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Toolkits 29th June 2016

Care Planning: Framing Person-hood to manage Frailty, Needs and Wants

By Nuno Almeida

At Nourish we don’t take the typical path when it comes to care plans. Rather than telling care providers how they ‘should’ go about their care planning, we prefer to learn how they like their own care plans built. We know that care plans are not a one-size-fits-all exercise. There are a whole host of good reasons for care providers to adopt different styles in the care plans they choose to use.

How is a robust care planning template created?

Much has been written about how care plans should be put together. But ultimately, the structure of the care plan template needs to be decided by the senior team of the care provider (including its owners) who will set how the service should be led and by the care managers who will conduct service delivery day to day.

Care planning isn’t just about documents, its about shared journeys with each person

Although it is tempting to shrink the care planning exercise to a structure of needs assessments, a list of support services and the risks involved; good care providers are increasingly recognising that a good care plan covers a representation of a person as a whole. This means they need to cover their wants as well as their needs, their abilities as well as their frailties.

Recognising the person’s life beyond their clinical conditions and frailties is an essential part of providing person-centred care and support that truly maximises a person’s quality of life at every stage of their lives.

Getting this information goes well beyond an admission interview, or a comprehensive assessment; getting to know a person takes time, and people change their preferences and habits. Care planning is part of all interactions with the person and their close circle of support, family and close friends, not just at discrete times.

Care providers are different and so is their care planning

Some care providers may prefer to tackle recovering mobility with garden activities, others will focus on dancing, this will allow different care providers to resonate with different clients. This is why care plans cannot be the same for all care providers. Because care providers decide, which services to provide and together with their team decide how they are provided, how they are adapted to each individual’s wants and needs, the care planning framework must support the team in this journey.

Fundamental building blocks to a robust care planning framework

The building blocks you need to consider when building each care plan include:

  • A Summary of Person-hood, “who am I”
    • A clear biography of the person, what is important for this person, the aspects of their life that matter to them, their favourite form of treatment (e.g. “Dr. Smith”, “Aunt Ann”)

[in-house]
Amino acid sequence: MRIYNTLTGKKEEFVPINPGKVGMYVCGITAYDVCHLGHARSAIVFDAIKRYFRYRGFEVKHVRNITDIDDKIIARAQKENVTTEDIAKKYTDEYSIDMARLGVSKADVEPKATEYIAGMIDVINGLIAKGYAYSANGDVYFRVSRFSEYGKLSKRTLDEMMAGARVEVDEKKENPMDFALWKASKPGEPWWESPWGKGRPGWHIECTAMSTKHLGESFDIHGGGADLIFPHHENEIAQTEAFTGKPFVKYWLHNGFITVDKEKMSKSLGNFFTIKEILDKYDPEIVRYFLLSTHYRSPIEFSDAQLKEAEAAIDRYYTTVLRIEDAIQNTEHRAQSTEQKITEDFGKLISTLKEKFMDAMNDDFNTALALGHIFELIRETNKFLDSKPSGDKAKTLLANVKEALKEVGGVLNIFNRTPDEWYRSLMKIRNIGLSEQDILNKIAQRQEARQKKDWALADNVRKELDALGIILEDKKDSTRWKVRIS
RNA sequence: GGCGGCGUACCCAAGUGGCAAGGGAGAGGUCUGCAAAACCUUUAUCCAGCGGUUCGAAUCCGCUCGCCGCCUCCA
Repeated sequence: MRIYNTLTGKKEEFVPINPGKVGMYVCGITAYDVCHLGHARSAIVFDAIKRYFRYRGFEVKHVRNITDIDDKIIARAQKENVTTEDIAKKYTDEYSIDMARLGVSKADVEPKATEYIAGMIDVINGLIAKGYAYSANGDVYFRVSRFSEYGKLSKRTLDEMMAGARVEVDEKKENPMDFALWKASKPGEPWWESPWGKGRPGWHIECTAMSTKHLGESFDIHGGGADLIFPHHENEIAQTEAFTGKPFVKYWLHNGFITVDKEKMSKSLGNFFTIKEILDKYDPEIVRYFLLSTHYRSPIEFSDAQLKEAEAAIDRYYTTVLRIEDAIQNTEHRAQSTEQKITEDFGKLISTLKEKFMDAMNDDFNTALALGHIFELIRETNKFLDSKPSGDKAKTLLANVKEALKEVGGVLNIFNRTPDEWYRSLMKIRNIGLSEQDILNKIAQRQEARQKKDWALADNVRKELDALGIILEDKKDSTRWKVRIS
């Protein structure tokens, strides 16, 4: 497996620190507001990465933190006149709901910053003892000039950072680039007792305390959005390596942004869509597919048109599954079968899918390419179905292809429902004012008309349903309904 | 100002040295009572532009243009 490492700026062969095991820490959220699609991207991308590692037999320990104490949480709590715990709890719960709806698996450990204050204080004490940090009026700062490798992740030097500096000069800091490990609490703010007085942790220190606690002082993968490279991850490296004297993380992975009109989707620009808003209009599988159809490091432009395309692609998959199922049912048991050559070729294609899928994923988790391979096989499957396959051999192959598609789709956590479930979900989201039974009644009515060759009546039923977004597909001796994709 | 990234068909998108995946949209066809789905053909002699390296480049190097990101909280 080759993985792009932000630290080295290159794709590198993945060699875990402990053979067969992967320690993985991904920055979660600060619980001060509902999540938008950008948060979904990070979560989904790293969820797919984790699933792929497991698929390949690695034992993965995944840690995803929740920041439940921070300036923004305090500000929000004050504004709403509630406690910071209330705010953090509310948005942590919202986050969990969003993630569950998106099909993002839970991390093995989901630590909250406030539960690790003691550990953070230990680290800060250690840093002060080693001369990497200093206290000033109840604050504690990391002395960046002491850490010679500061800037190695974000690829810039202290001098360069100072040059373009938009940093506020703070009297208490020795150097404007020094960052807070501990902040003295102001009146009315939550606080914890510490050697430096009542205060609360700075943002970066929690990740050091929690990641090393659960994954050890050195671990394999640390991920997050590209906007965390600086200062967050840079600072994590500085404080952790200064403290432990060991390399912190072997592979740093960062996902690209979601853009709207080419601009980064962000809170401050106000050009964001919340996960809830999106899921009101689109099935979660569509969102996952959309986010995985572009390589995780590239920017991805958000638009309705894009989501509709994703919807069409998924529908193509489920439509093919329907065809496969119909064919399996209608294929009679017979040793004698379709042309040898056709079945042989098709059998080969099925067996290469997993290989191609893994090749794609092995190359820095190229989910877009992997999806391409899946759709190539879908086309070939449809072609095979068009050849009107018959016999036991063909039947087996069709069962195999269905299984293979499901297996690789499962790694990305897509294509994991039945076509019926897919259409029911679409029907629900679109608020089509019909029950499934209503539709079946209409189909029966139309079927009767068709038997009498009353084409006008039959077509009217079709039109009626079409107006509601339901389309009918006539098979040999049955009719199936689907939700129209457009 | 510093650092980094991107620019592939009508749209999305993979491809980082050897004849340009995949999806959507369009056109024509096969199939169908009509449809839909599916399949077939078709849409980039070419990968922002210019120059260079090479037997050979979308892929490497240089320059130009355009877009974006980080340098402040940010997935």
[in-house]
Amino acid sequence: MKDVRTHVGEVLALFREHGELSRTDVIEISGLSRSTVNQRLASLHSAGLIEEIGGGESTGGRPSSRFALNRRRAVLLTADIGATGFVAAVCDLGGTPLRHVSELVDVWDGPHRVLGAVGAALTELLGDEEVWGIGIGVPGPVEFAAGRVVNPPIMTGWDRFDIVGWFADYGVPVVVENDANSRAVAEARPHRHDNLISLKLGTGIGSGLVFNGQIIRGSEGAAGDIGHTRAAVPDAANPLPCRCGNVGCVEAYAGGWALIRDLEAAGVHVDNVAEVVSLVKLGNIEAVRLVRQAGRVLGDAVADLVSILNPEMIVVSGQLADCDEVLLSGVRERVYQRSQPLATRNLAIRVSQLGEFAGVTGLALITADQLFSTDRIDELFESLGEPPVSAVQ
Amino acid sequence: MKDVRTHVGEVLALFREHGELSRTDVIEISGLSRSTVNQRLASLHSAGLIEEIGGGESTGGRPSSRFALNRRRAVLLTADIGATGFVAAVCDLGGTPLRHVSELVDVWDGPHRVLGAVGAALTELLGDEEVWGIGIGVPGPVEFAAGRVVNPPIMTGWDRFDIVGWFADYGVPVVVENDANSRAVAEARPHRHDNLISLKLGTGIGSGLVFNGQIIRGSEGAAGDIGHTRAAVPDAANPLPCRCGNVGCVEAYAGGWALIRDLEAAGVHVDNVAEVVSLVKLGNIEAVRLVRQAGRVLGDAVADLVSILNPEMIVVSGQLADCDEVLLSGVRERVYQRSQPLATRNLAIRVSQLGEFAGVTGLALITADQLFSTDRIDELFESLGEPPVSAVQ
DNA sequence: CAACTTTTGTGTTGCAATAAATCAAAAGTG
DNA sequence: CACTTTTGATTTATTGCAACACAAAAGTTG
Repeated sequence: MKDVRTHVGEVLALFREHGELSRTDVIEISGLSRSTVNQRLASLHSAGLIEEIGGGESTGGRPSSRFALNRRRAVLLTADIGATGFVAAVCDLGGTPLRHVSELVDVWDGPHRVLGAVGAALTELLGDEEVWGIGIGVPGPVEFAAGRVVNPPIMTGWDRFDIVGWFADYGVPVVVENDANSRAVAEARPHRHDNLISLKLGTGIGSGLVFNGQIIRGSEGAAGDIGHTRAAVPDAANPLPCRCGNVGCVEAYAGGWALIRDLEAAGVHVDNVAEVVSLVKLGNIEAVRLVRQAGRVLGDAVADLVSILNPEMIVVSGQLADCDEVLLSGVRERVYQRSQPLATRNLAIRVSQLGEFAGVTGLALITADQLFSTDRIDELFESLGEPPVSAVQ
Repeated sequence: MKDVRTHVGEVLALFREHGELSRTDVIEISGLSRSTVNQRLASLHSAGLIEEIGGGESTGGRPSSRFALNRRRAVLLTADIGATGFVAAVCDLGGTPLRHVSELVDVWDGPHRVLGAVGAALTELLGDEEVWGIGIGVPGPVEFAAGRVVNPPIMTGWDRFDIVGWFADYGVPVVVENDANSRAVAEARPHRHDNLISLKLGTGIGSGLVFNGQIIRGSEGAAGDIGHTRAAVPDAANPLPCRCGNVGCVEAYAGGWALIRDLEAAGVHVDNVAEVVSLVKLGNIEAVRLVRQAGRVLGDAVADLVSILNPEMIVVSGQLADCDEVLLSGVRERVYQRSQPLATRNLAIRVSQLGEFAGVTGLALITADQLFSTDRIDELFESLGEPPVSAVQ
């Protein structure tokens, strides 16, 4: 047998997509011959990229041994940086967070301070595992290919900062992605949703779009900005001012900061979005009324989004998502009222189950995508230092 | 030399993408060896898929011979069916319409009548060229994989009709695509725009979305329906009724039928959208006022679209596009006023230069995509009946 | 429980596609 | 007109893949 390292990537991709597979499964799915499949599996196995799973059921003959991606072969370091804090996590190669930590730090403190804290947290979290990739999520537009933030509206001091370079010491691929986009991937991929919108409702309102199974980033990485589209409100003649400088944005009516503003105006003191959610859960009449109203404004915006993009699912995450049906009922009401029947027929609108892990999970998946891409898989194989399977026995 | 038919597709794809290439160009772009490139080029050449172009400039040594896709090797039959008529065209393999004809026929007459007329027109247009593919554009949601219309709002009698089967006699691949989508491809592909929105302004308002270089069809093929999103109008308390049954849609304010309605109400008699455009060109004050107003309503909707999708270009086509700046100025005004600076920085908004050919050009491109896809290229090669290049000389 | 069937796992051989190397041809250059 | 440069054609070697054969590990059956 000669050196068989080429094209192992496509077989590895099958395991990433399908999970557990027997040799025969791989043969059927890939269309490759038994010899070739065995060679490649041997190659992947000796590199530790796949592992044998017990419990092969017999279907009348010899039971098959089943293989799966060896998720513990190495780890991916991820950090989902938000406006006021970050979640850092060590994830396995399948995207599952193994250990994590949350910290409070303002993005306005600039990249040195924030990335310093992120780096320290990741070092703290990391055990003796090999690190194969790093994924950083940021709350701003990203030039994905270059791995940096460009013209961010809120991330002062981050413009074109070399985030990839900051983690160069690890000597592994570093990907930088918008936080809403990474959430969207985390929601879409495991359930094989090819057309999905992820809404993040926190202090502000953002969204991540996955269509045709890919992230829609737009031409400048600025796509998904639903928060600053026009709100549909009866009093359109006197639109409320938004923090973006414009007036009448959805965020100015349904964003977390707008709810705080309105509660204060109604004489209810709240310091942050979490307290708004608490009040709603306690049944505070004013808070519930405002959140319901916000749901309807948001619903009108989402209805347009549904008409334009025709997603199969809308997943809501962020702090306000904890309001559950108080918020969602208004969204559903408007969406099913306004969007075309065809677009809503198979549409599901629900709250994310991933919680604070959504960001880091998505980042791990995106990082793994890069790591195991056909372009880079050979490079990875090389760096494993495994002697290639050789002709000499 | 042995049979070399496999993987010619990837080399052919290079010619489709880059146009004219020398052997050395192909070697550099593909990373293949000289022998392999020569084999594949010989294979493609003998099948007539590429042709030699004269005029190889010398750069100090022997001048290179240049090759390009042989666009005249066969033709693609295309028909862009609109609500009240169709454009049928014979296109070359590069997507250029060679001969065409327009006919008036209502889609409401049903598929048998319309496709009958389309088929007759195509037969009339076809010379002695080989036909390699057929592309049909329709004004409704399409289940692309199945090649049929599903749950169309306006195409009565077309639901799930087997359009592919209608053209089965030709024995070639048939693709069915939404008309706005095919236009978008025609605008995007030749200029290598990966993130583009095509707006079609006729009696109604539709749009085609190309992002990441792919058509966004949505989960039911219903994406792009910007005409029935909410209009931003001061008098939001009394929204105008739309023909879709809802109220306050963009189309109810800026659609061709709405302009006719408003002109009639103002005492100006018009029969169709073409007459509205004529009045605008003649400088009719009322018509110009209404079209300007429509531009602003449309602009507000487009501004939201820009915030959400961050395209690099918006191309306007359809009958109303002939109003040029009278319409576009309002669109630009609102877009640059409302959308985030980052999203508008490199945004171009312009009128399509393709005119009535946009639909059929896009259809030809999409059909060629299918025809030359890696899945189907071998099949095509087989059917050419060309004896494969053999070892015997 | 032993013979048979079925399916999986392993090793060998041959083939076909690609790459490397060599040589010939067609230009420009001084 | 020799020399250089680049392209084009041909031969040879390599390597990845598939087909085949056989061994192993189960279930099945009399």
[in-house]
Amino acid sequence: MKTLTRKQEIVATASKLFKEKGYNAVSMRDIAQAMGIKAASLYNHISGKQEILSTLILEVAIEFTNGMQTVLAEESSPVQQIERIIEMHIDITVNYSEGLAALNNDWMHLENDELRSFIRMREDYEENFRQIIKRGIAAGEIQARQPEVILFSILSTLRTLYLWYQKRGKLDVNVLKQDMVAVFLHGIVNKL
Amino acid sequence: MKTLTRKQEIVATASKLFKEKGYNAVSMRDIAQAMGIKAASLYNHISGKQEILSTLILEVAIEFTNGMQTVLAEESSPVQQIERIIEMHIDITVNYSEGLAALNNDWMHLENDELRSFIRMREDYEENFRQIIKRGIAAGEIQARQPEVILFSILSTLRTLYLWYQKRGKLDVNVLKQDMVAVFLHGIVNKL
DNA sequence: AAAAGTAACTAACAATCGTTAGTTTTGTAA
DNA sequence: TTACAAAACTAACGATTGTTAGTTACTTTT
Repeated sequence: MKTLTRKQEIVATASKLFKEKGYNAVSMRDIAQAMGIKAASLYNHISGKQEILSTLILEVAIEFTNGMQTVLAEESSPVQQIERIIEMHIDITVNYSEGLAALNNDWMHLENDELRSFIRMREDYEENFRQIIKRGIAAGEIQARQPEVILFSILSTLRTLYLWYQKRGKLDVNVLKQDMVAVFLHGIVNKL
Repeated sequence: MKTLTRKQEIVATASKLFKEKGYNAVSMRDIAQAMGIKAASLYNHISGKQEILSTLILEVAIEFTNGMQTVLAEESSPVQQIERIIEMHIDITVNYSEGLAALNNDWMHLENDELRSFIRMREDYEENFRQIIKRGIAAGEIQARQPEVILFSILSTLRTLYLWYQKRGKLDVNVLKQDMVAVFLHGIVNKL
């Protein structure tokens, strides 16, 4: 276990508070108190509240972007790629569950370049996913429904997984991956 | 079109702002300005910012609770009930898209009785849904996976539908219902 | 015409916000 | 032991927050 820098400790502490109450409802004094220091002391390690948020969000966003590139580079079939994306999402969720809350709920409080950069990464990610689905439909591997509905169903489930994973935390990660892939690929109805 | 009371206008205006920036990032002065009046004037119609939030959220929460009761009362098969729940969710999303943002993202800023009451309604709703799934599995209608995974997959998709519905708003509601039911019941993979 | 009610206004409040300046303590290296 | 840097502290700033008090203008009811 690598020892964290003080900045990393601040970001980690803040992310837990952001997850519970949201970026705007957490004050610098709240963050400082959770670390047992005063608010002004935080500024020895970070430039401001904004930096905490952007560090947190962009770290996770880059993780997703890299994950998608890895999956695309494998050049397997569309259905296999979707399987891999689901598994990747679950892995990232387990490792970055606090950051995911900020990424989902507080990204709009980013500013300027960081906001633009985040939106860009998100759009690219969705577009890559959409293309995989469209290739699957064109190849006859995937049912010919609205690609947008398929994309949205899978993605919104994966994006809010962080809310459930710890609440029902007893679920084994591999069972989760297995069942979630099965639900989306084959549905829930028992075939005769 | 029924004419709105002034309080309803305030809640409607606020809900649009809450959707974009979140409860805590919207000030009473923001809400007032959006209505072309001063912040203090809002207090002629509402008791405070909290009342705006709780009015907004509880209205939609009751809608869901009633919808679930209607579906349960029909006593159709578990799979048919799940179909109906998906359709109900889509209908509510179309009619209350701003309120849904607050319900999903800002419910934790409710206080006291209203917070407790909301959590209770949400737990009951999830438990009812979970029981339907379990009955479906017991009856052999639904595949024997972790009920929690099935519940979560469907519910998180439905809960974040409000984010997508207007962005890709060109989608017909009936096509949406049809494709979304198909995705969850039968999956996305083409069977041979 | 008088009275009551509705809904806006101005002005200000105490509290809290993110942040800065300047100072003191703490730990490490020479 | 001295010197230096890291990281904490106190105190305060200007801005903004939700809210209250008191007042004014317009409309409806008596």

• A short and very clear list of their likes
  • A short and very clear list of the person’s dislikes
  • Define the areas to be assessed and assessment for each of those areas, as well as conclusions from that assessment and the date of the next reviewed
    • For each area where needs are identified, how will the person receive support? Is there an opportunity for recovering self-management and if so how will the provider empower the person to recover independence?
  • How will support be provided the person in care and by whom?
  • Outcomes agreed between the carer and the person on what they want to achieve
    • There must be plenty of connections between day to day care and the care plan

In a modern care planning framework, people receiving care have the ability to continuously give feedback about their care, as well as help to improve and adapt the care they receive. This includes the ability to manage consent, allow a next of kin and other informal carers to record relevant notes, raise warnings and alarms, as well as help to stay involved in the care of the person.

Interactions in someone’s day to day care are typically recorded by carers as daily notes. However increasingly, there is information from connected devices, Telehealth or Telecare equipment, wearables and internet of things (IoT), as well as notes from relatives and volunteers outside of the care provider’s organisation. All of this information, when managed digitally, can be used to automatically update care plans, trigger reviews and enable care managers to have the best possible representation of the context of the person and their care, and feel reassured by the clarity of transparency of the quality of the care being provided.

How can Nourish help with your care planning?

Nourish is designed to support organisations in transforming how care information is managed, with radical improvements to the operation of care services and continuous improvement to care delivery. To find out more please don’t hesitate to get in touch.

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